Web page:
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Justice Dept. Argues Privilege for Agents

By George Lardner Jr.
Washington Post Staff Writer
Wednesday, April 22, 1998; Page A06

The Justice Department contended in a sealed brief yesterday that the Secret Service should be allowed to invoke an untested legal privilege to block testimony by its officers about President Clinton's relationship with Monica S. Lewinsky, officials said.

Clinton does not need to invoke the privilege because it belongs to the Secret Service as essential to the job of protecting the president, the Justice Department said in the brief submitted to U.S. District Judge Norma Holloway Johnson.

Law enforcement sources said a letter from former president George Bush supporting the government's position was attached to the brief.

[The Associated Press reported that Bush's filing supported the Justice Department position. "If a president feels that the Secret Service agents can be called to testify about what they might have seen or heard, then it is likely that the president will be uncomfortable having the agents nearby," MSNBC quoted Bush's letter as saying. "If that confidence evaporates, the agents denied proximity cannot properly protect the president." In Houston, Jean Becker, Bush's chief of staff, confirmed that Bush had written Secret Service Director Lewis C. Merletti last week, but described it as a private letter and would not discuss it contents.]

The pleading came in response to a sealed April 3 motion by independent counsel Kenneth W. Starr to compel several Secret Service uniformed officers and plainclothes agents to answer questions about what they might have seen or heard of the former White House intern's encounters with the president.

Sources familiar with his argument said Starr contends that Clinton himself must invoke the privilege, but the White House said yesterday that neither the president nor his lawyers have become involved in the matter and that they take no position on it.

"The president believes for his sake and for the sake of future presidents that this ought to be dealt with by the Treasury Department, the Secret Service, and argued by the Justice Department," White House press secretary Michael McCurry told reporters. "And we've taken no position whatsoever in the matter."

In another development yesterday, relatives of Linda R. Tripp, Lewinsky's onetime friend who secretly tape-recorded her conversations about Clinton, said they are establishing a Web site and a legal defense fund to pay her lawyers. Tripp is a cooperating witness in the Starr investigation.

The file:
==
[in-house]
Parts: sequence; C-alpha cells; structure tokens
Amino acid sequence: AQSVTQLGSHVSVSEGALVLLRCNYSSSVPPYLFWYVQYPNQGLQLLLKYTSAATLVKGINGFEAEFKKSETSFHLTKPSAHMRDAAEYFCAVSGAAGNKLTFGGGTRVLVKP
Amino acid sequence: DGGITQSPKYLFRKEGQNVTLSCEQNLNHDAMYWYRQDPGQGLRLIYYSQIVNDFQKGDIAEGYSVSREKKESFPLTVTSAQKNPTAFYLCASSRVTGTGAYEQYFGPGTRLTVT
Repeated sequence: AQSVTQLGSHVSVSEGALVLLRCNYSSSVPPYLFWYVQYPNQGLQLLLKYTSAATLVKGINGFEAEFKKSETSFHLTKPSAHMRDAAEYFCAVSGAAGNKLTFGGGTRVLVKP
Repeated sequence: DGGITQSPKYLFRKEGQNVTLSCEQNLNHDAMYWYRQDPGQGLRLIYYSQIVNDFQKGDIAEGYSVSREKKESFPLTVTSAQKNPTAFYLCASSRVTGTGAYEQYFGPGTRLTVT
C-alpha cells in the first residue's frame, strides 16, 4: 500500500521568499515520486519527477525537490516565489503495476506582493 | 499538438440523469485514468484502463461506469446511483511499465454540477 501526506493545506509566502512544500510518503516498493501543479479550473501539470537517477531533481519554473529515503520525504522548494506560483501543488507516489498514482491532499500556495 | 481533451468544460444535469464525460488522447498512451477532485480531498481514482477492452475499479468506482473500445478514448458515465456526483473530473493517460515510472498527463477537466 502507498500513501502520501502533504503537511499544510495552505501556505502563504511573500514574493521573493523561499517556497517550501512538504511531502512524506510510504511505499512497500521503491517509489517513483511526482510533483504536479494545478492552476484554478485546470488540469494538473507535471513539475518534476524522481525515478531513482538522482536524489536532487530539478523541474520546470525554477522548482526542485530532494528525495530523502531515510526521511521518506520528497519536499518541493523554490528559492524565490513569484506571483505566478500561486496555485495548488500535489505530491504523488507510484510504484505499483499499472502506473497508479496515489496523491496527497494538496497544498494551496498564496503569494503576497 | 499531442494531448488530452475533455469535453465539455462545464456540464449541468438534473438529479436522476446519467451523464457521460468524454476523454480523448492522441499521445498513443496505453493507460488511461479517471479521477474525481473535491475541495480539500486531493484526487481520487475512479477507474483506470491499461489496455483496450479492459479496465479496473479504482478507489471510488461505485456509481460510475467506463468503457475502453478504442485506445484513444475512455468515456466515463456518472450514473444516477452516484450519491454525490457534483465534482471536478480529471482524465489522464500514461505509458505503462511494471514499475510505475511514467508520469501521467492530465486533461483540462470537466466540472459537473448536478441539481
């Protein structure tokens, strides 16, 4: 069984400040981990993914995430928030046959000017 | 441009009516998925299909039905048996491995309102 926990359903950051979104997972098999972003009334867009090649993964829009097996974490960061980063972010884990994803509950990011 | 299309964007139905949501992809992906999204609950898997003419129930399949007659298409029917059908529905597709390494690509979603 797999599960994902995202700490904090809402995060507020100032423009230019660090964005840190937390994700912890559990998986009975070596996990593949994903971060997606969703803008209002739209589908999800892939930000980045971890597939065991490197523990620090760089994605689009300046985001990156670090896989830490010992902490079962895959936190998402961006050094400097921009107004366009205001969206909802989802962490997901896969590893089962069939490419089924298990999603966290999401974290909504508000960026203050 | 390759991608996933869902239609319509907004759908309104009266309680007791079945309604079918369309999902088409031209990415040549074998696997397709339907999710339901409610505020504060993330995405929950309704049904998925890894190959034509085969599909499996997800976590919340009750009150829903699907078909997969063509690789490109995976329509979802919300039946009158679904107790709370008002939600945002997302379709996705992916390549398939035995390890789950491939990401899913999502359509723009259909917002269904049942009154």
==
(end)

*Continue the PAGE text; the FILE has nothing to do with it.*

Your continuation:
"Linda doesn't have the money to meet the cost thrust upon her by the Independent Counsel's investigation," Tripp's brother-in-law, Christopher Caposella, said in a statement. He said her family is angered by the "bruising scrutiny and outrageous assaults on her character."

Tripp, he said, "listened to a woman's talk of infidelities, she didn't create them. It was Monica's behavior and choices, not Linda's actions, that put this story on the front pages. Linda was forced into an impossible and frightening situation."

In the privilege dispute, Secret Service Director Lewis C. Merletti has argued that agents and officers should never disclose "any aspect of the personal lives of our protectees," even after they have left the agency. But Starr's motion was directed only at current members of the Secret Service and the government's claim of privilege was limited to them, according to law enforcement sources.

A former member of the Secret Service's uniformed division, Lewis C. Fox, said this week that he told the grand jury that he saw Lewinsky enter the Oval Office on a weekend day in the fall of 1995 and that Clinton told him and a plainclothes agent who was also on duty to "close the door" because "she'll be in here for a while."

Officials at Treasury, the Secret Service's parent agency, have argued that unless members of the Secret Service can be barred from testifying, presidents will no longer trust them.

But law enforcement officials said they recognize there are limits to the claimed protective privilege. They said, for example, that if agents should see a president engaging in conduct that is itself a crime, such as taking a bribe, they could be required to testify.

Staff writer Susan Schmidt and staff researcher Ben White contributed to this report.

© Copyright 1998 The Washington Post Company

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